It’s no secret that oral health is a major factor in overall wellness. Keeping your teeth and gums healthy is the key to preventing a long list of health problems from infections in the lungs, brain, and heart to reduced immunity caused by nutritional deficiencies. While a wide range of tooth and gum problems can arise in people of all ages, periodontal disease is one of the most common and potentially dangerous. According to recent reports from the Centers for Disease Control and Prevention, nearly half of American adults suffer from either mild, moderate, or severe periodontal disease. Among elderly people, the number surges to more than 70 percent. Additionally, about half of the children in the United States have periodontitis. Though there’s no cure for periodontal disease, ongoing treatments can help combat its effects.
What Causes Periodontal Disease?
Periodontitis, or gum disease, is an infection of the gums caused by a buildup of plaque or tartar and bacteria in the gums. Bacteria are naturally present in the mouth, and everyone faces plaque or tartar buildup at some point. If those issues aren’t taken care of properly, though, they can lead to serious infections, gum inflammation, and damage to the teeth, gums, and bones.
Several medical conditions can also contribute to periodontal disease. These include diabetes, Crohn’s disease, rheumatoid arthritis, HIV and AIDS, and some types of cancer. Smoking, alcohol abuse, and some types of medications can increase the risk of gum disease as well. At the same time, many people simply have a genetic predisposition for periodontitis.
Treating Periodontal Disease
Exercising proper oral hygiene can help reduce the risk of developing periodontitis. Twice-annual dental check-ups and cleanings are also essential for preventing this condition. Still, those measures aren’t always enough to keep gingivitis, the earliest stage of gum disease, and advanced stages of periodontal disease at bay.
When periodontal disease develops, you’ll need more in-depth treatments to keep it under control. For most patients suffering from periodontitis, periodontal maintenance appointments are required. These typically take place every three months.
What Happens During a Periodontal Maintenance Appointment?
Gum disease develops and progresses due to buildup on the teeth and underneath the gum line. That buildup causes pockets to form in the gums where bacteria gather and multiply. Although having bacteria in the mouth is normal, plaque and tartar buildup, inflammation, and pockets in the gums create a breeding ground where microbes multiply more quickly than usual.
The goal of periodontal maintenance appointments is to control the bacteria as well as the factors that promote its rapid growth and multiplication. During a maintenance appointment, your hygienist will take certain steps to slow bacterial growth, remove buildup from the teeth, and help prevent some of the damage that periodontitis can cause over time.
- X-Rays and Dental Exams. Your dentist will most likely take x-rays of the teeth, gums, and bones and perform an exam to determine the extent of your periodontal disease and how quickly it’s progressing. This can help him or her plan current and future treatments for periodontitis.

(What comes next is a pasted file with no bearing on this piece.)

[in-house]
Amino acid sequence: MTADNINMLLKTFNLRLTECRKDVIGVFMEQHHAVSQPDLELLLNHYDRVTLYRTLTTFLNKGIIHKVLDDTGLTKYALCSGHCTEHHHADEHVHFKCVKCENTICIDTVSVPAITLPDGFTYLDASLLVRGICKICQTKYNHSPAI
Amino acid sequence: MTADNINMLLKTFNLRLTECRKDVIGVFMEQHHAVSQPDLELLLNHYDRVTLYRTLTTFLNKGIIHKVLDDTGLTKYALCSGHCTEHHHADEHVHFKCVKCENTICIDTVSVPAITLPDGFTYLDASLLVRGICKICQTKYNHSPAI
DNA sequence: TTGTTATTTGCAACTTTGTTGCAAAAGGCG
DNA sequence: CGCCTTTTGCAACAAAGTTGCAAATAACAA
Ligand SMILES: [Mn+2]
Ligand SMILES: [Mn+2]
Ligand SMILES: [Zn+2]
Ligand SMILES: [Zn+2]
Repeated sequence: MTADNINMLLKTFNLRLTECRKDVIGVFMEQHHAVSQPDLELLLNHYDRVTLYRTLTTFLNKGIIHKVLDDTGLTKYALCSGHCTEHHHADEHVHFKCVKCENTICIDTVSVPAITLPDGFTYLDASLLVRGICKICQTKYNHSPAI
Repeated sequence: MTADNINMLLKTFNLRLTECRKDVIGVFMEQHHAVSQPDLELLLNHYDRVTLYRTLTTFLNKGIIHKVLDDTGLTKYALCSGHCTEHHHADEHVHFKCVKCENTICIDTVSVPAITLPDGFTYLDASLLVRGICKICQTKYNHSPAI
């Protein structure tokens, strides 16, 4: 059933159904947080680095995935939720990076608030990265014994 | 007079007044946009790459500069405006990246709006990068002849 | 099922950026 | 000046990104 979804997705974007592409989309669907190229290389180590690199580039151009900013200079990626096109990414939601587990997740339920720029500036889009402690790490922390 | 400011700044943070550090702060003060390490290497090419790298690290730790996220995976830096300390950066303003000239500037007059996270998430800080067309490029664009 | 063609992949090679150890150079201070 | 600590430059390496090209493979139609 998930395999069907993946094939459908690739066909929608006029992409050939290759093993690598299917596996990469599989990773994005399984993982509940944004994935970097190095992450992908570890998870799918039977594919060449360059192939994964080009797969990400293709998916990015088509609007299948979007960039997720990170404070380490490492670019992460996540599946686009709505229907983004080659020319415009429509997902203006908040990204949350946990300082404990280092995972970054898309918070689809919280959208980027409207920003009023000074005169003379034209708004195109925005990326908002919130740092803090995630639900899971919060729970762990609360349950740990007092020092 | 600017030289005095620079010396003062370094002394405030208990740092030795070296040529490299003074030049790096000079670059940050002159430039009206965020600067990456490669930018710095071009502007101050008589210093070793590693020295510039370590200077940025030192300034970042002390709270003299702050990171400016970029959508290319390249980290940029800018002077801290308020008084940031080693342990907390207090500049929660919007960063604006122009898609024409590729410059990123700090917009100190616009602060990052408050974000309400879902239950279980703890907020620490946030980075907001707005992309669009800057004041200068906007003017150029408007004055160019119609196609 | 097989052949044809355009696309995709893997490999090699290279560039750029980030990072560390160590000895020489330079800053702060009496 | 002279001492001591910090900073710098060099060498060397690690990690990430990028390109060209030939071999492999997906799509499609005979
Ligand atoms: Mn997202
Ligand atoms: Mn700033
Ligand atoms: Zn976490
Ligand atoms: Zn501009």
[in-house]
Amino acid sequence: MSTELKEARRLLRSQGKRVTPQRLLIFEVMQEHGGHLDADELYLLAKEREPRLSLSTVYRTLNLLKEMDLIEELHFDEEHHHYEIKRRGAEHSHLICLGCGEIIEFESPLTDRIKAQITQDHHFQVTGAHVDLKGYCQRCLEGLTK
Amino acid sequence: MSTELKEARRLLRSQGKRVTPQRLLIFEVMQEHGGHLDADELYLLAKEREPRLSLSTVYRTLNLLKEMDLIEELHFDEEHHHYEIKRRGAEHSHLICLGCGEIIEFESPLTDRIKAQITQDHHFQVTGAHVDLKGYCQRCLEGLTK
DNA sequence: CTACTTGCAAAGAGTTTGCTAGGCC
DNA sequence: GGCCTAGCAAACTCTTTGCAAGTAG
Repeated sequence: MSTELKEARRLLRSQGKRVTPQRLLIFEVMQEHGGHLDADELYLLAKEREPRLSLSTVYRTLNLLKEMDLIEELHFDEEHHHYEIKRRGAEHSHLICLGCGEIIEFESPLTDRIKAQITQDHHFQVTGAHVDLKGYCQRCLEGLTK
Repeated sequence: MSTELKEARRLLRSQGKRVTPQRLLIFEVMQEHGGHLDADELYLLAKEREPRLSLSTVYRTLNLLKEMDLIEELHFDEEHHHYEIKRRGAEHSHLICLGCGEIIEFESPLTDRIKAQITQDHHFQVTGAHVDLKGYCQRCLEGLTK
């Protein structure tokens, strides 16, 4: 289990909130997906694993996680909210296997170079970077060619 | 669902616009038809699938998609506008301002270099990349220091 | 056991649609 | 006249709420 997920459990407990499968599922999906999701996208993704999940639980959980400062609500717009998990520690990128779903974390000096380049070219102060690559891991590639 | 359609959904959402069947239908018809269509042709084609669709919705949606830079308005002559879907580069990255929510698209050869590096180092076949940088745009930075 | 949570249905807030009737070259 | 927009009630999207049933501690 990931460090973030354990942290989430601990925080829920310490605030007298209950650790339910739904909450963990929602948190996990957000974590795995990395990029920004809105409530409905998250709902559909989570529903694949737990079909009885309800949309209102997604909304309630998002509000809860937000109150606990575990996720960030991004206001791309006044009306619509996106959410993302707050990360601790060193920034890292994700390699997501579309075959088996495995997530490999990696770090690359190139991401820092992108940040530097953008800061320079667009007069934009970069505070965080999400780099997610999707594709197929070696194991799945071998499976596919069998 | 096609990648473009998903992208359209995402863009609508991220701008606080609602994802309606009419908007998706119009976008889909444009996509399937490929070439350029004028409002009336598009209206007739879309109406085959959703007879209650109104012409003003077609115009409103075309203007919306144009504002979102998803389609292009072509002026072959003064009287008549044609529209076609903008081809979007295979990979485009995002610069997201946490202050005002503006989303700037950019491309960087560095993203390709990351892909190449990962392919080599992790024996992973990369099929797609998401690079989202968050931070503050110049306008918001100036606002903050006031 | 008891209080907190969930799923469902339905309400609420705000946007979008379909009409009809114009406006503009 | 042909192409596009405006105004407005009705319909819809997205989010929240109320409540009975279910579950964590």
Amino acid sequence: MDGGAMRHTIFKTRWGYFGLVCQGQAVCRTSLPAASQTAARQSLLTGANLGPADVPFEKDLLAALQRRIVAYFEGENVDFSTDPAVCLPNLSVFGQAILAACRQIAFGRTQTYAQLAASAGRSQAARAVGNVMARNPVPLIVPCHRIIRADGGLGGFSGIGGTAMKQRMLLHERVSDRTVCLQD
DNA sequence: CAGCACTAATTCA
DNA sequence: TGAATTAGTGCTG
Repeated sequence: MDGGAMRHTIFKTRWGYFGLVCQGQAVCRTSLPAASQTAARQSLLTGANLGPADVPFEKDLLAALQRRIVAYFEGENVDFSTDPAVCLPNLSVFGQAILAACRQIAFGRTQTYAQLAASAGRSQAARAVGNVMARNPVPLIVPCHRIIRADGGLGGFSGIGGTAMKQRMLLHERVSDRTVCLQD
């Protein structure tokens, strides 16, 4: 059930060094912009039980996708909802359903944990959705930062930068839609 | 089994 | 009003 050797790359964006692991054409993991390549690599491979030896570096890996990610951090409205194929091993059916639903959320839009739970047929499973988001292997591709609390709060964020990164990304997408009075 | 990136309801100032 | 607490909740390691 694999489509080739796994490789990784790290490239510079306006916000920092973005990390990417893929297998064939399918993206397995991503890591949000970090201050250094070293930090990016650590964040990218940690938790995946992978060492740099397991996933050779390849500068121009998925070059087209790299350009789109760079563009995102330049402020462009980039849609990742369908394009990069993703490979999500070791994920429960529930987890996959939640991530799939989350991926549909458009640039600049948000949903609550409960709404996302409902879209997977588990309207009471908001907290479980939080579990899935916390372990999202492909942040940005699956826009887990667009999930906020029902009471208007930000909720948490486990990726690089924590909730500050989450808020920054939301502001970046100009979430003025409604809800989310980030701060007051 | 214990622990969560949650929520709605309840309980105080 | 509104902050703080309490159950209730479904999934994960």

- Thorough Cleaning above the Gum Line. In addition to x-rays and oral exams, your dentist will thoroughly clean the teeth and scale away plaque and calculus, the types of hardened buildup that develop on the teeth over time.
- Cleaning below the Gum Line. Another important step in periodontal maintenance care is cleaning below the gum line. This measure entails scaling the teeth to remove plaque and calculus that form in pockets in the gums below the surface. It also involves getting rid of bacteria that are growing below the gum line.
- Root Planing. Periodontitis can cause excessive damage to the teeth and their roots. The extra damage further allows plaque and bacteria to adhere to the surface of the teeth. Root planing smooths the roots and removes additional bacteria to slow the damage often caused by gum disease.
- Antibacterial Gel Application. After cleaning and scaling your teeth, the dentist will apply an antibacterial gel to the gums and gum pockets. This medication aids in removing any remaining bacteria and helps the gums to heal following treatments.
You may be given a local or general anesthetic to alleviate discomfort during your periodontal maintenance visits. Depending on the extent of your periodontal disease and your unique needs, additional measures may be necessary.
Understanding the Importance of Periodontal Maintenance Treatments
For patients who are suffering from periodontal disease, damage from buildup and bacteria is a significant issue. It can cause progressively receding gums, bone damage, and tooth loss among other problems. At the same time, the bacteria that are normally present in the mouth multiply more quickly in those with gum disease. They can take over and cause serious infections in as little as three months.
Having periodontal maintenance treatments performed every three months or as recommended by your dentist is essential for keeping the bacteria, plaque and calculus buildup, and other problems under control. As a result, you’ll reduce your risk of tooth loss, gum damage, bone loss, and all the other medical issues poor oral health can cause.